DAT Stuff

Random thoughts and observations from DAT

Archive for the month “August, 2005”

Debian Observations

Ok, so I’ve had it installed for less than a day, and I’ve got very little actually installed on it, but I’ve noticed a few things:

  • Grub is very cool. Not something the average consumer would want to mess with, but a great geek tool for controlling startup.
  • I may not have noticed this if not for Grub, but the brand new stable release of Debian, named sarge, uses a Linux kernel that’s a year old instead of a newer stable kernel. I’m sure they’ve got their reasons; I know that just because the 2.6 kernel is considered stable doesn’t mean it won’t cause problems in the Debian distribution. Or it could be just fine; true stability takes time to discover. I was just surprised…
  • Knoppix seemed much better at identifying hardware and installing appropriate drivers. I never had to tell it what type of video card I had or when I was attaching my external firewire drive. When I booted, it just recognized them and got them running. (I haven’t tried the firewire drive yet, but on my first installation I was asked what video chipset I had. I took a guess but based on the fact that XWindow support couldn’t start, I guess I got it wrong).
  • Installing Debian

    Well, Debian 3.1 (sarge) is up and running, with a dual boot to Windows XP Professional. This post is pretty long and detailed, so read more only if you want that kind of detail.
    Read more…

    For my next trick…

    The hard drive on my Dell died (which is a whole separate story that I had hoped to tell, but may never get around to it). For the past few weeks, I’ve been running Knoppix on that computer. I started using Knoppix in an attempt to recover some of the data from the hard drive, but last week I even disconnected the drive and have been using the computer without a hard drive (the last time I did that was before Windows 3.1, I think).

    Today I bought a new drive (an 80 GB Seagate for $36 after rebates) and just finished installing it. It went rather well, considering it was only the second time I’ve attempted such a feat. The first time (many years ago) ended with calling in a professional to do the job, but this time seemed much easier; technology must have improved dramatically since that failed attempt.

    One thing I hope to do this time around is set up a Linux server. I chose Debian, partly because that’s what I have at Dreamhost, partly because it’s free and has tons of packages available. I’m going to start with a dual boot configuration, because I have some tools that I need to run on Windows (until I find a Linux equivalent). Once I get things set up, I hope to run Linux almost exclusively. I’m also planning to implement Xen virtualization. I’m mostly doing it just to learn it, but I hope to have one virtual “production” server visible on the internet and another as a playground. More details will follow…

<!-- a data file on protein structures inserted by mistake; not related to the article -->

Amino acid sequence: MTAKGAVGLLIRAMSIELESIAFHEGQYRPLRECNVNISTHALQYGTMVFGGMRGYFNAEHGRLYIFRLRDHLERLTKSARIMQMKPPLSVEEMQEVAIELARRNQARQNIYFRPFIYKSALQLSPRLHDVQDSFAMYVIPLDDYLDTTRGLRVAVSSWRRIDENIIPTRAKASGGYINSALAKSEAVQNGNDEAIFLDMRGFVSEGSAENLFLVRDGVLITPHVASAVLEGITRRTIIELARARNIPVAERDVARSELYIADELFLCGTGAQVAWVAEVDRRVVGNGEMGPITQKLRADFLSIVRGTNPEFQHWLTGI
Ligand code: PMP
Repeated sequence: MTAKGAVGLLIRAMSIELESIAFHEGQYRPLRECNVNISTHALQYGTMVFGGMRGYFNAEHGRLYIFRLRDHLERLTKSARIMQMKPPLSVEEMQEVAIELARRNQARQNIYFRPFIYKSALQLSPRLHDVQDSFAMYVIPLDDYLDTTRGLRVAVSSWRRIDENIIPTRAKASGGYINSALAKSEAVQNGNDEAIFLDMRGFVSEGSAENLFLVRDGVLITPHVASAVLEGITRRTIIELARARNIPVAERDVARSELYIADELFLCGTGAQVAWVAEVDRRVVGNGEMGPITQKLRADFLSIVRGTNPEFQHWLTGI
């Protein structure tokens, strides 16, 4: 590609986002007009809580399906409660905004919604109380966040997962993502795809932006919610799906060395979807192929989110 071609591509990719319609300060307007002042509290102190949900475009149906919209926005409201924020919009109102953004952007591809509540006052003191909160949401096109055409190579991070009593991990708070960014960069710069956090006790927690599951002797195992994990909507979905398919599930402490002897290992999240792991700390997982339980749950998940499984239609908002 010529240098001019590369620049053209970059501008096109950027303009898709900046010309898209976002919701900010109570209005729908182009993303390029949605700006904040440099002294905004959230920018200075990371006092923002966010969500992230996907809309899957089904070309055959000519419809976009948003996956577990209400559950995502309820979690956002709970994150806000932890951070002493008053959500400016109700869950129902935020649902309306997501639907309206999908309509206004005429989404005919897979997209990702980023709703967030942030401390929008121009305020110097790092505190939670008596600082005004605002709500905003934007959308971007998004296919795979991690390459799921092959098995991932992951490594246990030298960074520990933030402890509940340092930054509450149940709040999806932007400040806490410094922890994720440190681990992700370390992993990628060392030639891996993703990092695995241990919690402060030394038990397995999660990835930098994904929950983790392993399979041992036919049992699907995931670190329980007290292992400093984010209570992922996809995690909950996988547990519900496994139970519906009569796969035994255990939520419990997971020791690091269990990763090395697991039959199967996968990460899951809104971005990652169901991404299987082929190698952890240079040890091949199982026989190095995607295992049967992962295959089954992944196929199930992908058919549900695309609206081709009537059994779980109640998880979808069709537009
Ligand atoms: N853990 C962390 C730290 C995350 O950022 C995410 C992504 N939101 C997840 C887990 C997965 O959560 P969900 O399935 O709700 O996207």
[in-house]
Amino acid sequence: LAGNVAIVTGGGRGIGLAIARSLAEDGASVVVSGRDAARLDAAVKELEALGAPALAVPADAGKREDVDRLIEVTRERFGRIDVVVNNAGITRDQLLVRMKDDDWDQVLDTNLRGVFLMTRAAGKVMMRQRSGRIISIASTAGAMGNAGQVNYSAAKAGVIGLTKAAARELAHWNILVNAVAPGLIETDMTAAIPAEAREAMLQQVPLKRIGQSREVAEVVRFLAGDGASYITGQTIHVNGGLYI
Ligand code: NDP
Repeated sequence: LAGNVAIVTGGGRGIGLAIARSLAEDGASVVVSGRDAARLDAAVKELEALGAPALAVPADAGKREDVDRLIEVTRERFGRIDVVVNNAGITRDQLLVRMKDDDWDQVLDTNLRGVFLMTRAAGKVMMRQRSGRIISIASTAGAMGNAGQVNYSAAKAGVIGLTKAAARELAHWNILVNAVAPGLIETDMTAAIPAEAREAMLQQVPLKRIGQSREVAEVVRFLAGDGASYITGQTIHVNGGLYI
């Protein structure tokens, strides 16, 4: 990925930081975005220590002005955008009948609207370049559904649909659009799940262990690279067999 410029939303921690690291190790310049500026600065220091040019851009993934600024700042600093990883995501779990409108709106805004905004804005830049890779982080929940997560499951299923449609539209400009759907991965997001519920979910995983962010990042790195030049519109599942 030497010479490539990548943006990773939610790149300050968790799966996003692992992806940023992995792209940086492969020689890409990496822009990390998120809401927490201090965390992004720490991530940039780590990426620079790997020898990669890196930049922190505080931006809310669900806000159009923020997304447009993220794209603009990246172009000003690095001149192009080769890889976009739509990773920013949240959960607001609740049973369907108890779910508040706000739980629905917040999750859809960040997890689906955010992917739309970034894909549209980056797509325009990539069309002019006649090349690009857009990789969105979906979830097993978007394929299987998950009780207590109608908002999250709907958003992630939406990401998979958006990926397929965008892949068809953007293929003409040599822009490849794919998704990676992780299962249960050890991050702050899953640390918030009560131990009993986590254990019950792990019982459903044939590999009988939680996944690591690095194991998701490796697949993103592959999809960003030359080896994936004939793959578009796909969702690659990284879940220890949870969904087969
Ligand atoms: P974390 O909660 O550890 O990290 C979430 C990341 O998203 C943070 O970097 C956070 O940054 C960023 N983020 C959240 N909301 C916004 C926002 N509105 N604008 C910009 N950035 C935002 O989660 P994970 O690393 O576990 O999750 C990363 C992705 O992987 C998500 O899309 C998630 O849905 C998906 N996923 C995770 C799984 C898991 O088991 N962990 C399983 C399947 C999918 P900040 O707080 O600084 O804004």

My goal: device independence

    The recent failure of my home computer has gotten me thinking about the way I use technology. I love computers, and would probably have more if I didn’t have a wife that hates clutter and only appreciates technology when it provides benefit that far outweighs the cost with little or no work involved.

    I have a few gadgets, but I don’t use any of them effectively. The main reason is that they don’t work together, and I’ve been too lazy to do anything about it.

    For example, my main PDA is a Sharp Zaurus SL-5500, which runs Linux and has a good UI and applications, even if you don’t delve down into the Linux underneath. If you choose to get into the Linux aspect of it, you can do some amazing things — I even got apache and PHP running on it recently. But I still carry around my HandSpring Visor, because I can’t easily export the passwords from an application on that device into the password safe I use on the Zaurus. I would write a program myself, but Java support on the Zaurus is outdated, and setting up a C++ development environment on my computer to support the Zaurus seems to be more trouble than it’s worth.

    Then there’s the matter of synchronizing between the devices. I’ve got my contact list and calendar on the Zaurus; I’ve got the same information in Outlook on my PC (though I can’t get at it right now); I’ve got a subset of contacts in my webmail program; I’ve got some of my contacts on my mobile phone; and I’ve got a whole different calendar and set of contacts on my work PC. Some of these don’t support synchronization, and I’m sceptical of the ones that do — my experience with synchronizing data has been troublesome, often deleting or duplicating items. And achieving a combined view through synchronization (home PC – PDA – work PC) seems impossible.